Training organizations that have adopted agile as a development method have experienced radical improvements because of group problem solving, experimentation with new approaches, and knowledge sharing (Sweeney & Cifuentes, 2012). One company reduced the time required to develop and deliver training solutions from close to a year to less than two weeks. Another increased the amount of training it could produce by 74 percent. Perhaps the most impressive story is how one group avoided layoffs during a company downsizing, because agile made its training and development process so cost-effective (Islam, 2017).
If you’re interested in learning how to use agile to help transform your training team into the NLO, fill out the form below to pick up a case study that details how one team did it.
I’m a big fan of Apple Inc.. Their products look good and work well. What’s most impressive, however, is that they’ve figured out a technique to ensure their clients always have the latest and greatest version of their software. What if training professionals could apply these approaches to ensure their clients always had access to the most important learning solutions?
THE APPLE WAY
Apple ensures their customers always have the most recent version of their software by delivering frequent iterative updates to their products. If you have an iPhone, Mac, or Apple Watch, it can feel as though you’re getting a new software update almost every week. Contrast this with the method used by most learning teams to design and deliver their training programs.
HOW TRAINING DEPARTMENTS DO IT
The process begins when the training team receives a request from one of their internal stakeholders. The learning professionals then undertake a needs analysis. The results of the needs analysis requires approval before work can continue. Once gained, the design phase begins. The output of this phase is a design document that also requires approval. After the stakeholders approve the design document, the training team begins the process of developing the learning content. This learning content also requires approval, and thus, the review and approval process repeats itself.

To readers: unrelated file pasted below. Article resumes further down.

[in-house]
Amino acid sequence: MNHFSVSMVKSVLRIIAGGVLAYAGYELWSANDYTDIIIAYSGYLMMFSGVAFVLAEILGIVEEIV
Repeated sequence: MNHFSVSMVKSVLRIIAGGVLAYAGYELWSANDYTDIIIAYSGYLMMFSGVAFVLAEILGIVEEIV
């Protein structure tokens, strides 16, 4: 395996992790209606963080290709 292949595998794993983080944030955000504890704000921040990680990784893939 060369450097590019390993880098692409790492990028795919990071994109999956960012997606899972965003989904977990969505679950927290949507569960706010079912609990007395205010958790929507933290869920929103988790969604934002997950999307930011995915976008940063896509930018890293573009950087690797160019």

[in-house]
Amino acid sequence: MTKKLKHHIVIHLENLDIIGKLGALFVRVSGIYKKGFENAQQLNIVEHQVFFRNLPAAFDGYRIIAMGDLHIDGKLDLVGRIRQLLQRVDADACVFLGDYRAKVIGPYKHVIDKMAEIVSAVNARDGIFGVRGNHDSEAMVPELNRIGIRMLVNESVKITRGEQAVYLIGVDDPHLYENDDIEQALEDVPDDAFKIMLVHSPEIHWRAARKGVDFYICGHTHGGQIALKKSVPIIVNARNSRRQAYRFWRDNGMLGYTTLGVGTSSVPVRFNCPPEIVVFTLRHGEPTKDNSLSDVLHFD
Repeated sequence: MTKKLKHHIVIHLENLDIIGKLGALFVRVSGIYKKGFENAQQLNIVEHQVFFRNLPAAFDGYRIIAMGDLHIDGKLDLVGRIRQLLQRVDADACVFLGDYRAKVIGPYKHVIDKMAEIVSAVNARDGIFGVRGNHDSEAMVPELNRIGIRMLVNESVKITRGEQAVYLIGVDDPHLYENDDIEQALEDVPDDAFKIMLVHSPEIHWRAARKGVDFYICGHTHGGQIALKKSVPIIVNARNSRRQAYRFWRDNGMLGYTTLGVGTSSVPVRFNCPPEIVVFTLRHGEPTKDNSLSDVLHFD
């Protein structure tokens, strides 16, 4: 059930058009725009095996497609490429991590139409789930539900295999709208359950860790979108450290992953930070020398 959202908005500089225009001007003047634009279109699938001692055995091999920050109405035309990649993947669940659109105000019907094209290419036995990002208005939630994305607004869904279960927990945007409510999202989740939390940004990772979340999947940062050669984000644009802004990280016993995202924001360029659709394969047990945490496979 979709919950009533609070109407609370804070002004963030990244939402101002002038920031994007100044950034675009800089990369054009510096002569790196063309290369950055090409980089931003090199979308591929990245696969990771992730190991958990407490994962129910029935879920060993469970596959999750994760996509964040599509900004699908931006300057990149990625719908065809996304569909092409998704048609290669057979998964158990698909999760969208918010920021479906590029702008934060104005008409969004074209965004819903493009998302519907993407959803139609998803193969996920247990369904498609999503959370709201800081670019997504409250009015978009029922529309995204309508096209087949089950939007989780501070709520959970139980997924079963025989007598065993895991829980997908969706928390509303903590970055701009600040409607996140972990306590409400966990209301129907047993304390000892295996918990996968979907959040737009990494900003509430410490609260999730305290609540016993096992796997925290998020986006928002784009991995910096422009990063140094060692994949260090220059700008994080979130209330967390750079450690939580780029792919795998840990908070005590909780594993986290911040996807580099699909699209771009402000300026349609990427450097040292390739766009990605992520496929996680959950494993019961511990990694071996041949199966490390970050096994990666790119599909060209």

THE BAD NEWS…
The back-and-forth review and approval process can take months and frequently requires a lot of rework. This is bad news for learning organizations.
How This Impacts The Learning Team
Research suggests that rework is a major source of pain for training professionals. It elongates the time required to get learning content to the audience that needs it. And, it decreases the quality of the training while increasing its cost.
THE GOOD NEWS…
The good news is that training professionals can apply many of the techniques used by Apple to develop its products to the develop their learning solutions.
THE BETTER NEWS…
The better news is that this isn’t a theory. It’s been done, and the results are documented.
WHAT ARE THE RESULTS?
One training organization used these methods to reduce the time required to develop and deliver training solutions from close to a year, down to less than two weeks. These techniques also resulted in the training unit creating solutions that received world class satisfaction scores. Perhaps most impressive is that this group avoided layoffs during a company downsizing because their training and development process was so cost effective.
WANT TO LEARN HOW THEY DID IT?
Detailing everything that this team did to achieve these results is too much information to detail in a blog, but, if you want to know how training professionals can apply the same techniques that Apple uses to deliver superior software to build learning solutions, put your name and e-mail address in the form below, and I send you a copy of a case study that details how this company got Agile and applied the techniques used by Apple to develop fast, good, and cheap learning solutions.
THE STATE OF ADULT LEARNING IS IN FLUX
Changing demographics, globalization, and an increased reliance on technology have made the job of organizational development (OD) professionals difficult. To further complicate the situation, there’s no consensus on how to address the aforementioned challenges. Some experts believe the function should emphasize “organizational learning. ” In this model the role of OD is to help employees become “learning agents” and respond to changes by identifying and correcting errors. Others feel the emphasis of OD should be on creating a “learning organization.” In this model individuals perceive themselves as active participants in creating their company’s future.
TRAINING AND DEVELOPMENT PROFESSIONALS FACE SIMILAR CHALLENGES
Similar contradictions exist in the field of training and development (T+D). The literature reveals two schools of thought. The first forwards a belief that search engines like Google eliminate the need for trainers to help learners get facts and obtain knowledge. Proponents of this philosophy believe adult educators should concentrate on “higher order” thinking skills like evaluation and synthesis. Followers of the second school of thought make the case that instructors must help learners get a contextual view of the required knowledge and facts if they expect a change in performance.